This section provides information about the key issues and
approaches relevant to the employability of different client
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About 1,000 young people leave care in Scotland every year. This
amounts to around 9,000 individuals aged between 16 and 25.
Carers make a substantial but often unseen contribution to
Scottish society and the economy.
The 2011 census figures show that 523,000 (or 15% of) working
age people in Scotland have a long-term activity-limiting health
problem or disability.
Whilst there are variations within the group, ethnic minorities
overall have lower employment and higher inactivity rates than the
Homeless people often face multiple barriers that hold them back
from moving towards and into employment.
It is estimated that only 25% of Scotlands 26,000 adults
with learning disabilities are in employment or training.
Lone parent families make up 52% of families living in the
poorest 10% of areas in Scotland.
Individuals with mental health problems can often find it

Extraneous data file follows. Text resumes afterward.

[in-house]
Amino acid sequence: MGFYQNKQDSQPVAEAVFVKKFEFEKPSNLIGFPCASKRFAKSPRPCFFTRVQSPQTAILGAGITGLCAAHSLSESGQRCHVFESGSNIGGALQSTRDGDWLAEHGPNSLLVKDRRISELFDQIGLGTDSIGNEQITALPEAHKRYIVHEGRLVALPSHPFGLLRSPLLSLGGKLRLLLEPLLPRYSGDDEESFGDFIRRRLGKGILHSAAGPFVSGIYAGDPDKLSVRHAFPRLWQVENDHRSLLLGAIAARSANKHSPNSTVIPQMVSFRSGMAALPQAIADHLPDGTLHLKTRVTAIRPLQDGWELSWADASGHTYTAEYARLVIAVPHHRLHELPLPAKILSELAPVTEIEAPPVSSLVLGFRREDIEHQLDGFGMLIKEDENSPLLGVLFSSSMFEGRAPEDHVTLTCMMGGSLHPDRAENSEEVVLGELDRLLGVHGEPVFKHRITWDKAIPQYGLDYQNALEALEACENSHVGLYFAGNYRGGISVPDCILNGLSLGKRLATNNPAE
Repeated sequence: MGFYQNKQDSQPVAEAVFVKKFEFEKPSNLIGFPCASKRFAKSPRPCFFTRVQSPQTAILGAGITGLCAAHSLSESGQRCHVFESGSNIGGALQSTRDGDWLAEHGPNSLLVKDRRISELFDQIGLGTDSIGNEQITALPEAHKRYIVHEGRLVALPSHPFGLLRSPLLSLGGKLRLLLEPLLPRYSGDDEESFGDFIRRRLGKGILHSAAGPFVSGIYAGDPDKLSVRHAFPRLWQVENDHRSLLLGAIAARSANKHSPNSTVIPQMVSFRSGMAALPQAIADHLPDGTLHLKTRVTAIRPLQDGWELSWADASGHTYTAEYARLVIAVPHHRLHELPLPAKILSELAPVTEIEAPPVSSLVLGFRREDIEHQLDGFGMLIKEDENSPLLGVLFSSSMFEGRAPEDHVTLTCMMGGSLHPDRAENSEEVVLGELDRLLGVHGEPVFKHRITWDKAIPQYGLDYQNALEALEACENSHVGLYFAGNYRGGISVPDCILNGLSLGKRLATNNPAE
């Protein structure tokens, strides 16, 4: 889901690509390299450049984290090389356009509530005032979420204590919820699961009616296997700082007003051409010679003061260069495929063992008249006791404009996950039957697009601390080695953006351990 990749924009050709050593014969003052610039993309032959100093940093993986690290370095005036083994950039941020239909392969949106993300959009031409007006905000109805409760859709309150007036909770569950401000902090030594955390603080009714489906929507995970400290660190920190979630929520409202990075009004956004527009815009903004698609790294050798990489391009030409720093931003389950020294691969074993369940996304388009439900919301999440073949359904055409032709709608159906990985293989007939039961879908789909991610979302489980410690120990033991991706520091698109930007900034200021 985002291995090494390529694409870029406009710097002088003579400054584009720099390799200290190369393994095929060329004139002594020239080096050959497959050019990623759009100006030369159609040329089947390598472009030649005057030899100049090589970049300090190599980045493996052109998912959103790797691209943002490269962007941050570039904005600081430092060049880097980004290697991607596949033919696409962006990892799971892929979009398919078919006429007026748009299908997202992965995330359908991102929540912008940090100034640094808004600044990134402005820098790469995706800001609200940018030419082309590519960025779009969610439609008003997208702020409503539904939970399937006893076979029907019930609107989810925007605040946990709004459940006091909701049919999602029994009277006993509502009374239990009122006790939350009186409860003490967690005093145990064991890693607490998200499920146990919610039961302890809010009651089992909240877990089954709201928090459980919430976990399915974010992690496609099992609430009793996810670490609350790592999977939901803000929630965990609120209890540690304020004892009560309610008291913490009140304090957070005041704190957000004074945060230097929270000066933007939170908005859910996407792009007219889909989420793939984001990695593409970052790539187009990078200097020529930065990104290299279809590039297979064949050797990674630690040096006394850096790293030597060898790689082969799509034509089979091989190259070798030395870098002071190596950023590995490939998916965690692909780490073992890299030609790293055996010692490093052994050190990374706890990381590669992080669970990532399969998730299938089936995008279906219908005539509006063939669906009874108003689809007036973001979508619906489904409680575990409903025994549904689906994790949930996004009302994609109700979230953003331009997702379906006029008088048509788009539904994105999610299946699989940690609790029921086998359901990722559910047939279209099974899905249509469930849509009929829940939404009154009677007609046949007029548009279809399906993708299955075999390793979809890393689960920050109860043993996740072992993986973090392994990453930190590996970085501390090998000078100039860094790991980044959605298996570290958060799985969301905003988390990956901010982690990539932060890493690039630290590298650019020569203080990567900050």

difficult to obtain and sustain paid employment.
Moving from the justice system into quality, sustained
employment can be a profound challenge for many...
Scotland's population is ageing and the proportion of older
people in the workforce is increasing.
While substance misuse affects the whole of Scotland, it
particularly affects people living in deprived areas.
In 2009, research estimated that 15% of
Scotlands 189,000 working age veterans were unemployed.
Working women contribute significantly to the Scottish economy
but they can face particular challenges. For more information and
the work of the Strategic Group on Women and Work (SGWW).
Around 33,000 16 to 19 year olds in Scotland were not in
employment, education or training in 2012, representing 13% of the
population within that age bracket